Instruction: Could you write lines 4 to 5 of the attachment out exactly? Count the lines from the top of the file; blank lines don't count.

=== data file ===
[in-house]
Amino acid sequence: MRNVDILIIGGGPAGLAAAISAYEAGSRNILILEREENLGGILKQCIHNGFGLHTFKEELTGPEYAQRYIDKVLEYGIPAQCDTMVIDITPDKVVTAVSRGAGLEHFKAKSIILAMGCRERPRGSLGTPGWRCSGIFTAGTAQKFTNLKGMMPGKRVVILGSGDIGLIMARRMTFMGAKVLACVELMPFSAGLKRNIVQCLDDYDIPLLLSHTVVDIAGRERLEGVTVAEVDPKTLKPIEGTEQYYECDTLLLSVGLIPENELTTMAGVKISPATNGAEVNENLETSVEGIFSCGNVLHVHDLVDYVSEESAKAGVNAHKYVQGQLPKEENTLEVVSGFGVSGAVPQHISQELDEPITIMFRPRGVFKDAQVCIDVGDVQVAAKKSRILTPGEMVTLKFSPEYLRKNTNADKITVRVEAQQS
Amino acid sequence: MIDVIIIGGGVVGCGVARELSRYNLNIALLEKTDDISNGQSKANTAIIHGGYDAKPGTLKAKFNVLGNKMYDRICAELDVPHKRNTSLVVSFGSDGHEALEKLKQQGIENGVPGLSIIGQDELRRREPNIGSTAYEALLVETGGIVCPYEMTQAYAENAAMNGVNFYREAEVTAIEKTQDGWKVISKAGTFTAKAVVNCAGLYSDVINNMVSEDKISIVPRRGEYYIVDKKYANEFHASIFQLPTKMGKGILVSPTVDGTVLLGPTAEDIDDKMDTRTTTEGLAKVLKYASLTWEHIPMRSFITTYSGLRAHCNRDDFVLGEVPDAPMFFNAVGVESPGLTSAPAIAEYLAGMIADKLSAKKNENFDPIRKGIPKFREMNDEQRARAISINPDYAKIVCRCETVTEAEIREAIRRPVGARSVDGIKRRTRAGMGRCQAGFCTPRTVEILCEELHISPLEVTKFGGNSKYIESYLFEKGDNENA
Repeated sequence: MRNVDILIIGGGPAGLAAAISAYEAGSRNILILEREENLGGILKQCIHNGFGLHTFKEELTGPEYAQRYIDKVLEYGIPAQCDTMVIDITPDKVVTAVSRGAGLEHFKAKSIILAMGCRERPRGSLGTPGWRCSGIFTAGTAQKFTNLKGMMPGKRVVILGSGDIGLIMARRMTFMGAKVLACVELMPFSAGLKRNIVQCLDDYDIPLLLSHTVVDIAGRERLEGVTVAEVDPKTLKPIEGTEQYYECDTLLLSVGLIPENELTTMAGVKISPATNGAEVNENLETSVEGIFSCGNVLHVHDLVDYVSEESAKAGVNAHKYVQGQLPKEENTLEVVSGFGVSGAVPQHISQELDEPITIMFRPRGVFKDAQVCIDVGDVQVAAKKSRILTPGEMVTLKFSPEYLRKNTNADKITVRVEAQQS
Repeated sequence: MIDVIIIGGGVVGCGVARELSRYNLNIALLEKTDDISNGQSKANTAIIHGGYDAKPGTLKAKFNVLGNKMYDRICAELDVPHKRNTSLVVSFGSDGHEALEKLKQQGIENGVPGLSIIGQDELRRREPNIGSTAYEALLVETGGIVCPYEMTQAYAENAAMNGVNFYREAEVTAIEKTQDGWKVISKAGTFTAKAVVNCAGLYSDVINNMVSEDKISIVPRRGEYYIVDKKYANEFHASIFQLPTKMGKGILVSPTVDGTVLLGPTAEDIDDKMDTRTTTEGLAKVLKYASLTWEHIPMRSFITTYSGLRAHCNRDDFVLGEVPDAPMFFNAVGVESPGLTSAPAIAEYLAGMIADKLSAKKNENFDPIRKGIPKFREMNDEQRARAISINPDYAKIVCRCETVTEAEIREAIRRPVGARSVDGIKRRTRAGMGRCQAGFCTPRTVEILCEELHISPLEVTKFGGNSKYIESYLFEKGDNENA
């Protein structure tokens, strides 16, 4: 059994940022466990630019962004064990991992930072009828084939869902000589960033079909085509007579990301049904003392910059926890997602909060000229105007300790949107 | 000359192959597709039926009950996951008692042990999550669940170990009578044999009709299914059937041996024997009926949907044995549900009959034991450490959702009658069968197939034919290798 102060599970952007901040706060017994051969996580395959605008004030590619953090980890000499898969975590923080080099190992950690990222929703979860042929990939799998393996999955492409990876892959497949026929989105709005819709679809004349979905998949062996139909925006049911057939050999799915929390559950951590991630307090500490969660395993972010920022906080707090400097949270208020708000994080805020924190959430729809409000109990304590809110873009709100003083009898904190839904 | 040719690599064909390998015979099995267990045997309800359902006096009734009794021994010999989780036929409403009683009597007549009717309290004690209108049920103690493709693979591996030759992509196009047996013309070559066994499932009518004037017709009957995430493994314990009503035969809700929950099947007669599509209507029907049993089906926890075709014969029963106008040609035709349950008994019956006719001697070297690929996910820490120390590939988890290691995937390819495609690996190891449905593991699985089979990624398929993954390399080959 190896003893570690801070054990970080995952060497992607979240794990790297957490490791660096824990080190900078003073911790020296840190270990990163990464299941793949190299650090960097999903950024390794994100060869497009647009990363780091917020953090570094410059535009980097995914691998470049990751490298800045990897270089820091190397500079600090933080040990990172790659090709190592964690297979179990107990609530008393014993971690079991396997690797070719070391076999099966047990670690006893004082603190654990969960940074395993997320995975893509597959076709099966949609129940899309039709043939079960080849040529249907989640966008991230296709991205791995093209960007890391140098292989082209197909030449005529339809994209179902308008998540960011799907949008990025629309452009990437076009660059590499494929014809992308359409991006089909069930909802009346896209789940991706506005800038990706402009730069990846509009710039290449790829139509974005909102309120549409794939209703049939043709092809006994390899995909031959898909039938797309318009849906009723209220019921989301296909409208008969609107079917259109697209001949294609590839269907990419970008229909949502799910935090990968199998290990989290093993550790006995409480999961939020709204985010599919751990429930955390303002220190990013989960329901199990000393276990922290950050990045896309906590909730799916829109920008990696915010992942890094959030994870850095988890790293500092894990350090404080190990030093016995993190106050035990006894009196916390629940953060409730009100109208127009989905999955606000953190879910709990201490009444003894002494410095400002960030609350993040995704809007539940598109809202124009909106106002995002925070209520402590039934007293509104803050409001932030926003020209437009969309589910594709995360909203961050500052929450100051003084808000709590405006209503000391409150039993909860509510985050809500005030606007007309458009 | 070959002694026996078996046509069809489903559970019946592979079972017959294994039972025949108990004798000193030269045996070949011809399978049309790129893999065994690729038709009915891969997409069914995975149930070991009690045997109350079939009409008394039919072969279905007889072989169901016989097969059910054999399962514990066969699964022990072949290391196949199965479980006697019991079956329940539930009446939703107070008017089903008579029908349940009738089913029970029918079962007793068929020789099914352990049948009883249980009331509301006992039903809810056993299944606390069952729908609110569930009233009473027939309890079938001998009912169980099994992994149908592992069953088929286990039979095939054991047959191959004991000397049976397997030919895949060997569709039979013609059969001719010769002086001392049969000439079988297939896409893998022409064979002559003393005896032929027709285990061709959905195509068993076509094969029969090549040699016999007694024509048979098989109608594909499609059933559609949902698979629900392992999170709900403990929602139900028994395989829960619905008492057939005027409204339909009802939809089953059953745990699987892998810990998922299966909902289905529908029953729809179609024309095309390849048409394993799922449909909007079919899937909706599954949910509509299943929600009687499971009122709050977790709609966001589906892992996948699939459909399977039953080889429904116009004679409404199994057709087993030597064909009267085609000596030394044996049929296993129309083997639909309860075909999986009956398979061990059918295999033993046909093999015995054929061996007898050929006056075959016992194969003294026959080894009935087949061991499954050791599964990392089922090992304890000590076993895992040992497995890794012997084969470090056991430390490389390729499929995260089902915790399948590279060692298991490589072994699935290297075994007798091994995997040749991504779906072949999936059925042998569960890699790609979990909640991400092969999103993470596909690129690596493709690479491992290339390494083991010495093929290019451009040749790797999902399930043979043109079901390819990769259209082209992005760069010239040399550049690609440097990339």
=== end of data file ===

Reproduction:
Repeated sequence: MRNVDILIIGGGPAGLAAAISAYEAGSRNILILEREENLGGILKQCIHNGFGLHTFKEELTGPEYAQRYIDKVLEYGIPAQCDTMVIDITPDKVVTAVSRGAGLEHFKAKSIILAMGCRERPRGSLGTPGWRCSGIFTAGTAQKFTNLKGMMPGKRVVILGSGDIGLIMARRMTFMGAKVLACVELMPFSAGLKRNIVQCLDDYDIPLLLSHTVVDIAGRERLEGVTVAEVDPKTLKPIEGTEQYYECDTLLLSVGLIPENELTTMAGVKISPATNGAEVNENLETSVEGIFSCGNVLHVHDLVDYVSEESAKAGVNAHKYVQGQLPKEENTLEVVSGFGVSGAVPQHISQELDEPITIMFRPRGVFKDAQVCIDVGDVQVAAKKSRILTPGEMVTLKFSPEYLRKNTNADKITVRVEAQQS
Repeated sequence: MIDVIIIGGGVVGCGVARELSRYNLNIALLEKTDDISNGQSKANTAIIHGGYDAKPGTLKAKFNVLGNKMYDRICAELDVPHKRNTSLVVSFGSDGHEALEKLKQQGIENGVPGLSIIGQDELRRREPNIGSTAYEALLVETGGIVCPYEMTQAYAENAAMNGVNFYREAEVTAIEKTQDGWKVISKAGTFTAKAVVNCAGLYSDVINNMVSEDKISIVPRRGEYYIVDKKYANEFHASIFQLPTKMGKGILVSPTVDGTVLLGPTAEDIDDKMDTRTTTEGLAKVLKYASLTWEHIPMRSFITTYSGLRAHCNRDDFVLGEVPDAPMFFNAVGVESPGLTSAPAIAEYLAGMIADKLSAKKNENFDPIRKGIPKFREMNDEQRARAISINPDYAKIVCRCETVTEAEIREAIRRPVGARSVDGIKRRTRAGMGRCQAGFCTPRTVEILCEELHISPLEVTKFGGNSKYIESYLFEKGDNENA